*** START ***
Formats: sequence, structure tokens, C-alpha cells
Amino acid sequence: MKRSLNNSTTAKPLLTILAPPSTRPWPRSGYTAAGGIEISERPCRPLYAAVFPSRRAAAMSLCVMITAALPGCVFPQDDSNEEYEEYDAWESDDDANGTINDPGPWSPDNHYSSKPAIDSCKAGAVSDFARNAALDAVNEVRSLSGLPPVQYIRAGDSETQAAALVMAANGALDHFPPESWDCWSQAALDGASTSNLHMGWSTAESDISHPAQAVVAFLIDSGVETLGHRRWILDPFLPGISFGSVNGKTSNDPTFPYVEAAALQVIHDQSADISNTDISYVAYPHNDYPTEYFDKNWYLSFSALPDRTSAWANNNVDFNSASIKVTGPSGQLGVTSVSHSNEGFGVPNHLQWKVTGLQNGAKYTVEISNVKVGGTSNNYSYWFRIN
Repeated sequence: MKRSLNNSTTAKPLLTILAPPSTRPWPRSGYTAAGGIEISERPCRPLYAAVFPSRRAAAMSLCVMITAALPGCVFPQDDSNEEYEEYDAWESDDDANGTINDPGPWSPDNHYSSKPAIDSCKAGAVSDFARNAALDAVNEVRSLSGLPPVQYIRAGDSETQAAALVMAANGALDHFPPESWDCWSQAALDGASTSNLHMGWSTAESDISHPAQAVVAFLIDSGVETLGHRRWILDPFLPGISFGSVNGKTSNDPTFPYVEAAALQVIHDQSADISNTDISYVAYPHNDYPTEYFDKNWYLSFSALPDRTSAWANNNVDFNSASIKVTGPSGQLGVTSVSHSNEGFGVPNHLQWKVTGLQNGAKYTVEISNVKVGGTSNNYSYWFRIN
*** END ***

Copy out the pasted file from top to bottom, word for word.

Formats: sequence, structure tokens, C-alpha cells
Amino acid sequence: MKRSLNNSTTAKPLLTILAPPSTRPWPRSGYTAAGGIEISERPCRPLYAAVFPSRRAAAMSLCVMITAALPGCVFPQDDSNEEYEEYDAWESDDDANGTINDPGPWSPDNHYSSKPAIDSCKAGAVSDFARNAALDAVNEVRSLSGLPPVQYIRAGDSETQAAALVMAANGALDHFPPESWDCWSQAALDGASTSNLHMGWSTAESDISHPAQAVVAFLIDSGVETLGHRRWILDPFLPGISFGSVNGKTSNDPTFPYVEAAALQVIHDQSADISNTDISYVAYPHNDYPTEYFDKNWYLSFSALPDRTSAWANNNVDFNSASIKVTGPSGQLGVTSVSHSNEGFGVPNHLQWKVTGLQNGAKYTVEISNVKVGGTSNNYSYWFRIN
Repeated sequence: MKRSLNNSTTAKPLLTILAPPSTRPWPRSGYTAAGGIEISERPCRPLYAAVFPSRRAAAMSLCVMITAALPGCVFPQDDSNEEYEEYDAWESDDDANGTINDPGPWSPDNHYSSKPAIDSCKAGAVSDFARNAALDAVNEVRSLSGLPPVQYIRAGDSETQAAALVMAANGALDHFPPESWDCWSQAALDGASTSNLHMGWSTAESDISHPAQAVVAFLIDSGVETLGHRRWILDPFLPGISFGSVNGKTSNDPTFPYVEAAALQVIHDQSADISNTDISYVAYPHNDYPTEYFDKNWYLSFSALPDRTSAWANNNVDFNSASIKVTGPSGQLGVTSVSHSNEGFGVPNHLQWKVTGLQNGAKYTVEISNVKVGGTSNNYSYWFRIN